Estrid Svendsdatter (d. between 1057 & 1073) was widely believed to have been buried in the northeastern pier, but a DNA test in 2003 dispelled the myth as the remains belonged to a woman much too young to be Estrid Svendsdatter. The new theory is that the sign on the pier refers to Margareta Hasbjörnsdatter, who was also known as Estrid and who married Harald III Hen, the son of Sweyn Estridsen. In the southwestern pillar lie the remains of two bishops, Asser and William.

Apse:

Christopher III of Bavaria (d. 1448)

Christian V (d. 1699) and Queen Charlotte Amalie of Hesse-Kassel (or Hesse-Cassel) (d. 1714)

Frederick IV (d. 1730) and Queen Louise of Mecklenburg-Güstrow (d. 1721)

Chapel of the Magi (Christian I's Chapel):

Christian I (d. 1481) and Queen Dorothy of Brandenburg (d. 1495)

Christian III (d. 1559) and Queen Dorothy of Saxony-Lauenburg (d. 1571)

Frederick II (d. 1588) and Queen Sophia of Mecklenburg-Schwerin (d. 1631)

Frederick V's chapel:

Christian VI (d. 1746) and Queen Sophia Magdalena of Brandenburg-Kulmbach (d. 1770)

Frederick V (d. 1766) and Queens: Louise of Great Britain (d. 1751) and Juliana Maria of Brunswick-Wolfenbüttel (d. 1796)

Christian VII (d. 1808)

Frederick VI (d. 1839) and Queen Marie of Hesse-Kassel (or Hesse-Cassel) (d. 1852)

Christian VIII (d. 1848) and Queen Caroline Amalie of Schleswig-Holstein (d. 1881)

Frederick VII (d. 1863)

Christian IV's chapel:

Christian, Prince Elect (d. 1647)

Christian IV (d. 1648) and Queen Anne Catherine of Brandenburg (d. 1612)

Frederick III (d. 1670) and Sophie Amalie of Brunswick-Lüneburg (d. 1685)

Christian IX's chapel:

Christian IX (1906) and Queen Louise of Hesse-Kassel (or Hesse-Cassel) (1898)

Frederick VIII (1912) and Queen Louise of Sweden-Norway (1926)

Christian X (1947) and Queen Alexandrine of Mecklenburg-Schwerin (1952)

Frederick IX's burial site:

Frederick IX (d. 1972) and Queen Ingrid of Sweden (d. 2000)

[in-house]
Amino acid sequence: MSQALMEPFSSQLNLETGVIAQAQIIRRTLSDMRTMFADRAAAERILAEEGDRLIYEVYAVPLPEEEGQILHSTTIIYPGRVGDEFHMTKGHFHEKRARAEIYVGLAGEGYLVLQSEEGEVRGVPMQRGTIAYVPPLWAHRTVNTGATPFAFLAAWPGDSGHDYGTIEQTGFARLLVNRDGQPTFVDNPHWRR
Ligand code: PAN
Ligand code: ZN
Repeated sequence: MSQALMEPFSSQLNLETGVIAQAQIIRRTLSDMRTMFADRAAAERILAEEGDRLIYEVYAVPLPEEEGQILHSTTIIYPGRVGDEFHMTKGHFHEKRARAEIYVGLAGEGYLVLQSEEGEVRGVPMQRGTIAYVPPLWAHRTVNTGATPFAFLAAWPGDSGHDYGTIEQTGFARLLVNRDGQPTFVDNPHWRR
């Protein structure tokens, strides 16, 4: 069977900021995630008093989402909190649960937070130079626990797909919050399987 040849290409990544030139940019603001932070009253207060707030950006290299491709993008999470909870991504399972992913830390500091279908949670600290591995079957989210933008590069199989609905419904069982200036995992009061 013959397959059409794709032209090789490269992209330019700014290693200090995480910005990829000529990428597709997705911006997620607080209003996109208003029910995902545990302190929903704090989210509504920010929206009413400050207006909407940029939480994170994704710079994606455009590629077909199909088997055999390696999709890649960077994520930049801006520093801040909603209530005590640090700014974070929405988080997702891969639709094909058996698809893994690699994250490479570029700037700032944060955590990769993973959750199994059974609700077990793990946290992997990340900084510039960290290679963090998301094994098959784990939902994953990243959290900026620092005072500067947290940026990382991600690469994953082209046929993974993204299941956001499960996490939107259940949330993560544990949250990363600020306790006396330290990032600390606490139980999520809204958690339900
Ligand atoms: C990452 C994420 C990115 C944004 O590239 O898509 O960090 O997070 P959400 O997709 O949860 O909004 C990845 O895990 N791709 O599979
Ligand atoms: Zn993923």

Maria Feodorovna burial site:

Maria Feodorovna (d. 1928), Danish princess and Empress of Russia as spouse of Tsar Alexander III was buried here from her death in 1928 until she was reinterred in Russia through a number of ceremonies, between 23-28 September 2006. Since then, her remains rest next to her husband's.

(www.fotohistorie.com)

Denominations in numerals are in all corners.

Comments:

Roskilde Roskilde Roskilde

If to be completely meticulous, the view on the banknote was made from the Roskilde Bay, which, through the fjord of the same name, approaches the city from the north-west. On the banknote you can see a pond with a boat in front of the cathedral.

Since I did not rent a boat, I had to settle for a very close look, taking a little to the left of the bay, that is, the view from the cathedral was made slightly from a more northern point, than from the north-west.

Roskilde

Designer: Ib Andersen.

All Danish banknotes issued since 1945, remain in force and will be exchanged at face value by the Danish National Bank.

On reverse of many danish banknotes presents this inscription: "UDSTEDT I HENHOLD TILL LOV AF 7 APRIL 1936".

It is translated as: "Issued under the law of April 7, 1936".

Danmarks Nationalbank was established in 1818 to restore the monetary system after the state bankruptcy in 1813. Danmarks Nationalbank became an independent institution in 1936, and the current legal basis for its activities is from the same year.

Among other things, the Danmarks Nationalbank Act states that the objective of Danmarks Nationalbank is to maintain a safe and secure currency system, and to facilitate and regulate the traffic in money and the extension of credit. Danmarks Nationalbank's monetary policy is determined independently of the Parliament (Folketinget) and government. (Danmarks Nationalbank .dan)